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How developments in molecular biology might help the survival of mankind (800 words) - Essay Example

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Developments in molecular biology has brought tremendous benefits to the survival of mankind and the technology promises major breakthrough in some of the most challenging problems facing humanity currently. Some of the application of molecular microbiology includes prevention and treatment of diseases, production of new protein products in addition to modification of plants and animal genotypic composition to produce the desired phenotypic traits…
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How developments in molecular biology might help the survival of mankind (800 words)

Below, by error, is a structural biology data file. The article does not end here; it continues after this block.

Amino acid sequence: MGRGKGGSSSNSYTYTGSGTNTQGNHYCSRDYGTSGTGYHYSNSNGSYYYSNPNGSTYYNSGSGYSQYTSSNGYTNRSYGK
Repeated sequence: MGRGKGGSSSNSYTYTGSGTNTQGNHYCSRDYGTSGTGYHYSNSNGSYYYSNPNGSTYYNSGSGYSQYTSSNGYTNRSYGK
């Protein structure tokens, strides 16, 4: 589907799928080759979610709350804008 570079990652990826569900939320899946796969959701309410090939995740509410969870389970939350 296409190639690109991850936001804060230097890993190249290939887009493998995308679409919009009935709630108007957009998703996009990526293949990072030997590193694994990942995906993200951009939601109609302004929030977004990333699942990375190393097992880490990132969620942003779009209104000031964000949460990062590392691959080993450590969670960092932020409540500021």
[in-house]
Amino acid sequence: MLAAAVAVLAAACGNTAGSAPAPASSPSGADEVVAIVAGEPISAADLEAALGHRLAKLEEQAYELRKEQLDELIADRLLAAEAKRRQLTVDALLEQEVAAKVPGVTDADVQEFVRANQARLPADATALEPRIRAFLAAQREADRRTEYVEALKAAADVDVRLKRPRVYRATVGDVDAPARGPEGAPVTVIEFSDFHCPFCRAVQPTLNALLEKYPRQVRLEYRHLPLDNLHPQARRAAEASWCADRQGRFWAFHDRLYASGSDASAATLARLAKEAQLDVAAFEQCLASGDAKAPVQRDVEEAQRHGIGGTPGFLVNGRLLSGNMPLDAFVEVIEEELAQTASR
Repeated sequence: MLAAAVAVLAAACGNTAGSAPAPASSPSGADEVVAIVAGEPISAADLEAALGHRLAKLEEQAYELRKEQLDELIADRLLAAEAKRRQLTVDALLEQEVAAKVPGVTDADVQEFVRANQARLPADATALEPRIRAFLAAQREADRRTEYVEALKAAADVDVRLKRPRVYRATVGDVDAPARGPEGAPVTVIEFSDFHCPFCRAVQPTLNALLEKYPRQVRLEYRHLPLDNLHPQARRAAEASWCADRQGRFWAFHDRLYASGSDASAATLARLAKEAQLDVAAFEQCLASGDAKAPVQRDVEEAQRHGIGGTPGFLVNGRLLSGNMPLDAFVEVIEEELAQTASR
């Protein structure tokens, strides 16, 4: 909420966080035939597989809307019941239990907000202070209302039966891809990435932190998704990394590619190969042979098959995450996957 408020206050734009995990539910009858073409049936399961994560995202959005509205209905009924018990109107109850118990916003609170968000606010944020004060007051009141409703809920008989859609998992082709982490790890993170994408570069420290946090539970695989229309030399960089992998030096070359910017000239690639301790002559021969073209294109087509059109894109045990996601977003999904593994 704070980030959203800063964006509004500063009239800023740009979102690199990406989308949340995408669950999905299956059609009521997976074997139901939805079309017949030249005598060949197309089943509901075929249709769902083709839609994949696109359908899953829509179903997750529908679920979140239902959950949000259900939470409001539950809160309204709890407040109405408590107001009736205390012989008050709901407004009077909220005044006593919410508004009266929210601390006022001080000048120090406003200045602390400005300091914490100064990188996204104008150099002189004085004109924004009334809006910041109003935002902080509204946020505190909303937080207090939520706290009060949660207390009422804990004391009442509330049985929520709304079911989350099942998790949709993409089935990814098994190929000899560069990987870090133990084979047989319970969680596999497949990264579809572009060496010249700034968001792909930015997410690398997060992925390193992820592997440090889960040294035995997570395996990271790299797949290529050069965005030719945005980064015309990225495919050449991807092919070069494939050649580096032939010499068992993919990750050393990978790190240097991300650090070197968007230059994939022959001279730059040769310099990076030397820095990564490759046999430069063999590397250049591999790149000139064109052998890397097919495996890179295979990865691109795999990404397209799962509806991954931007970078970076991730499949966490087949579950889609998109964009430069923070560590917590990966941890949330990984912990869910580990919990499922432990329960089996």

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Developments in molecular biology has brought tremendous benefits to the survival of mankind and the technology promises major breakthrough in some of the most challenging problems facing humanity currently. Some of the application of molecular microbiology includes prevention and treatment of diseases, production of new protein products in addition to modification of plants and animal genotypic composition to produce the desired phenotypic traits. This paper discusses how molecular biology could help in enhancing the survival of humanity. Molecular biology technology provides viable techniques of preventing and treatment of potentially lethal and life limiting diseases. These diseases include genetic infections transmitted from parents to the future generations and pathogenic infections caused by viruses, bacteria and fungi among other microbes. Some of the most lethal genetic disease includes Pompe disease, cystic fibrosis, and muscular dystrophy among other harmful inheritable disorders. Most of these genetic infections are not curable and patients die at tender age. Molecular biology technology has provided cure for Pompe disease, a once lethal muscular disease in newborn babies. The cure for the disease was developed from milk of genetically modified rabbits to produce alpha- glucosidase, a human enzyme that treats the condition (Van den Hout, et al 2000). Restriction Fragment Length Polymorphism (RFLP) analysis, a technology in molecular biology is currently applied in medical research for identifying polymorphisms that are associated with causing specific genetic disorders (Tait, 1999). The technology is used to screen carriers and people infected with genetic disease. In addition, genetic counselors apply the technique to screen the DNA of people from families with history of genetic disorders to establish the chance of transmitting the disease to the children. This enables people to make informed choices about the danger of bearing children with genetically transmitted infections. Viral diseases pose a serious threat to the existence of human beings. Some of the current lethal viral diseases include AIDS, different strains of influenza and hepatitis. Developments in molecular biology have enabled production of vaccines against some of these viral infections. This has enhanced survival and prolonged the life expectancy of people in the globe. In production of viral vaccines using this technology, viral strains that cause mild symptoms in human beings are used as vectors to carry the gene from a pathogenic virus that causes the targeted disease. The introduced recombinant virus in the body of the host produces proteins and RNA and since it cannot cause disease, the host is not affected. In response, the immune system of the host produces antibodies to fight both the pathogen and the cloned virus molecule. In the process, the body of the host develops immunity to fight future pathogenic viral infections (Oliver& Webb, 2001). Current developments in production of viral vaccines have eliminated the need for finding a naturally occurring virus for vaccination that were used in inoculation against diseases such as small pox in the last century. Viruses such as vaccinia could be used to transport genes isolated from other viruses and increase production of antibodies that identify and inactivate the products of genes. This technology is being experimented for producing effective vaccines against HIV/AIDS (Geursen 2007). Food insecurity is a major problem facing many developing countries today. Lack of enough food in these countries causes high levels of malnutrition, child and maternal mortalities in addition to reduced life expectancy (Tait, 1999). Moreover, lack of food reduces the working potential of the population resulting to high prevalence of poverty. The increasing birth rate in these countries and reduced agricultural production are some of the main factors that cause food insecurity in various parts of the globe. Developments in molecular biology have resulted into technology that has increased the food production and enhanced nutritional value of both plant and animal products. Crop and animal diseases in addition to unfavorable environmental conditions are some of the factors that have reduced agricultural production immensely in the world. Techniques in molecular biology provide a pragmatic approach of enhancing agricultural production through manipulation of beneficial properties of species of agricultural importance. The objective of this research is to identify and isolate genes of desired traits and introduce the genes into animal and plant species used for producing food (Tait, 1999). In this respect, molecular biology methods facilitate the introduction and the establishment particular desired traits in plants and animals of agricultural importance. Some of the desirable traits introduced into plants and animals include high production, resistance to diseases and adverse climatic conditions. Other desirable traits include resistance to insects and other parasites that attack production of the plants and animals. In developing countries, molecular biology techniques have also been used to enhance nutritional value of plants such as potatoes, bananas and cassava (Tait, 1999). Nutrients such as vitamins and proteins have been introduced in these plants through biotechnology. This technology has reduced incidents of diseases caused by nutritional deficiencies especially in young children and pregnant women. These are some of the benefits of molecular biology and although some applications are still faced with safety concerns, the technology provides solutions to some of the most challenging problems threatening the survival of humankind. References Geursen, Robert. (2007). Medicines for mankind: today’s research tomorrows cures. Brussels, Belgium: European Federation of Pharmaceutical Industries and Associations. Oliver, J., and Webb, D. (2001). The role of molecular biology in pharmacodynamic research. Science Direct, International congress series, 1210: 160-169. Tait, Robert. (1999). The applications of molecular biology. Current Issues In Molecular Biology, 1 (1): p 2-12. Van den Hout, et al. (2000). First clinical test with recombinant human alpha-glucosidase from rabbit milk shows therapeutic effect in Pompe patients. American Journal of Human Genetics, 67(10): 54-68. Read More